January in Scotland Means Watercolor

January always brings JMW Turner’s works to display at the National Galleries Scotland. The paintings were gifted to the Galleries by the distinguished collector Henry Vaughan. He was concerned that the works would be preserved and in his bequest he specified them to be ‘exhibited to the public all at one time, free of charge, during the month of January’. And that has been respected for over 100 years.

“Loch Coruisk, Skye” by Joseph Mallord William Turner

Why January? January is the month when the northern winter light, at its weakest, comes very low above the horizon and, in Scotland, barely clears rooftops. Is there a connection between climate and watercolor on a scientific level? It was an issue that was prominent in the late 19th century and even led to a Parliamentary report on the Action of Light on Watercolours by Russell and Abney in 1888.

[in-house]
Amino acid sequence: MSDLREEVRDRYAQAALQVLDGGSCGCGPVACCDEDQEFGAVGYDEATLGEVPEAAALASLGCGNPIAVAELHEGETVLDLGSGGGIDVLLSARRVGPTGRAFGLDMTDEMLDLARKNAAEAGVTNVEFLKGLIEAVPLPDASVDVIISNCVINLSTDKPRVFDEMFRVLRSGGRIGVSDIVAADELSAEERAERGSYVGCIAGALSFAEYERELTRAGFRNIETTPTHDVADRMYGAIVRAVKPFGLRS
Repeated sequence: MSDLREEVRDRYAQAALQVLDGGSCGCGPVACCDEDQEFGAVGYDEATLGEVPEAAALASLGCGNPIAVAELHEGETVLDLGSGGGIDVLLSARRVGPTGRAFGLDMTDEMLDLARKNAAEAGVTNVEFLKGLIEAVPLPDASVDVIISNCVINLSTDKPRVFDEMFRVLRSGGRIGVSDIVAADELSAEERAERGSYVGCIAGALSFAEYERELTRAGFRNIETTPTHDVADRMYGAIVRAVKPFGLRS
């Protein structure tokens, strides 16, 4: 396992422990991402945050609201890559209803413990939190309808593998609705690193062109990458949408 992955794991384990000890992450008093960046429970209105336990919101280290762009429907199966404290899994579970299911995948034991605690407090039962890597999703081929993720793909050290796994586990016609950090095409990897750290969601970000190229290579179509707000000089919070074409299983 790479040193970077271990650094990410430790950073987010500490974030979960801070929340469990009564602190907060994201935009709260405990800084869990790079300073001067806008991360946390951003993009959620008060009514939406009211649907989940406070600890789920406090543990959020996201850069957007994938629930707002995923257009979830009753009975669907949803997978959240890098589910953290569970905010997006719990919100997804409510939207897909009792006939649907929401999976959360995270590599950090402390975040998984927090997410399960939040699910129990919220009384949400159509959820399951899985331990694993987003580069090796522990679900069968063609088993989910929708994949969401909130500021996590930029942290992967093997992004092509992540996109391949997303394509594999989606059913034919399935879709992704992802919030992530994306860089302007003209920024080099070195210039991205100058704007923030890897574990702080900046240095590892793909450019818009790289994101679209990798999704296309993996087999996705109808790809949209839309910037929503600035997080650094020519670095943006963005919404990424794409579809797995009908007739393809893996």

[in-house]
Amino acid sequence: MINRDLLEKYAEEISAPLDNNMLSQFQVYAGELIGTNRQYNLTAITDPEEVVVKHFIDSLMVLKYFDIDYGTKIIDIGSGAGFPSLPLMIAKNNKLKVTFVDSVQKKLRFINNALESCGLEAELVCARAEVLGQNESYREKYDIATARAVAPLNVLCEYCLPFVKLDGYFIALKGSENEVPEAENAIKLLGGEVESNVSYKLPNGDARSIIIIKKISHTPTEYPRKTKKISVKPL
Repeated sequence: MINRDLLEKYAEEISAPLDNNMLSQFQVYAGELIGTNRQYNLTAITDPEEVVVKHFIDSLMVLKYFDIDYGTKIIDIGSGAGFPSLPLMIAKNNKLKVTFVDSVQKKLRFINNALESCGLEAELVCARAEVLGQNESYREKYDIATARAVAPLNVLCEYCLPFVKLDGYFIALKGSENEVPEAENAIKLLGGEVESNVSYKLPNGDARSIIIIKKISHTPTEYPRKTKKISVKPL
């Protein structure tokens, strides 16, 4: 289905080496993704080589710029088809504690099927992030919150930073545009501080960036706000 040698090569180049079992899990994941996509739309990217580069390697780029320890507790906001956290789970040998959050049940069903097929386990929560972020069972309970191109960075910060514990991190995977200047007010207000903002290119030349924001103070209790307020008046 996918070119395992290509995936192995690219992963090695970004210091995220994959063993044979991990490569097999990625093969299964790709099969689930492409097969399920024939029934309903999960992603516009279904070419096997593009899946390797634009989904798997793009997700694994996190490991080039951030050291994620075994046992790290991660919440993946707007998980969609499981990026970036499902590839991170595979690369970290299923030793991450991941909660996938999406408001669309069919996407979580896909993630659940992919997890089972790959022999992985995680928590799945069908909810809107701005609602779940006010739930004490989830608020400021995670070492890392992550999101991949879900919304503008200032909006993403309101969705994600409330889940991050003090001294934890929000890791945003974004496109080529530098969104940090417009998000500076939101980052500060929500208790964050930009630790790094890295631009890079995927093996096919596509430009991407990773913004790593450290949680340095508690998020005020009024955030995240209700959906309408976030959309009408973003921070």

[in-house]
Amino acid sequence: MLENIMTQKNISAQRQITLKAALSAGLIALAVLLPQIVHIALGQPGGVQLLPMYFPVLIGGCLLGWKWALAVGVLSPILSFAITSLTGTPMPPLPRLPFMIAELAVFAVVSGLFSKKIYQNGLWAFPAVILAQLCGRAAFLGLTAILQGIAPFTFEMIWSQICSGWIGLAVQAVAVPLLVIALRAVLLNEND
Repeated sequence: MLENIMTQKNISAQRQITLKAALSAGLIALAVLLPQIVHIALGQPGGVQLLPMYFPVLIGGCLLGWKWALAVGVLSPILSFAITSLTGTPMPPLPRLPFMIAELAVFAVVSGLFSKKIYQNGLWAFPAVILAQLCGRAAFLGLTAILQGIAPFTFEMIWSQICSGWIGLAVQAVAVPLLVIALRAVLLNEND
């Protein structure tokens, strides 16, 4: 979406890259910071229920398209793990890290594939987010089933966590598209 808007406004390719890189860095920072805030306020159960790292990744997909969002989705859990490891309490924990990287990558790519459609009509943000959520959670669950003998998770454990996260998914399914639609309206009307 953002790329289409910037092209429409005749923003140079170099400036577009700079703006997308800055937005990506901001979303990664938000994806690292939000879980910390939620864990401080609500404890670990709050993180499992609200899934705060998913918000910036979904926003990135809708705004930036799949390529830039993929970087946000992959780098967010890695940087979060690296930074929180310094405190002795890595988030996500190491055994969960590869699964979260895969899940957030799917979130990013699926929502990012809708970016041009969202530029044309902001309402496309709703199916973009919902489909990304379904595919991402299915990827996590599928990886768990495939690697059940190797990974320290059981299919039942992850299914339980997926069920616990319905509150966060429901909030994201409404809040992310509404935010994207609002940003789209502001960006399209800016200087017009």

“Sea View” by Joseph Mallord William Turner

That report concluded that certain colors were not lightfast and its findings eventually led paint manufacturers, slowly, to adapt new standards and guidelines. However one of the offshoots of this research was the decision to display London gallery watercolors in low light and some only occasionally.

“Durham” by Joseph Mallord William Turner

Vaughn’s unique arrangment has meant that visitors to the National Galleries Scotland have been able to enjoy Turner’s watercolors every January for more than a century. The works span the master’s career, from his early topographical wash drawings to his atmospheric sketches of continental Europe in the 1830s and ’40s.

“The Piazzetta, Venice” by Joseph Mallord William Turner

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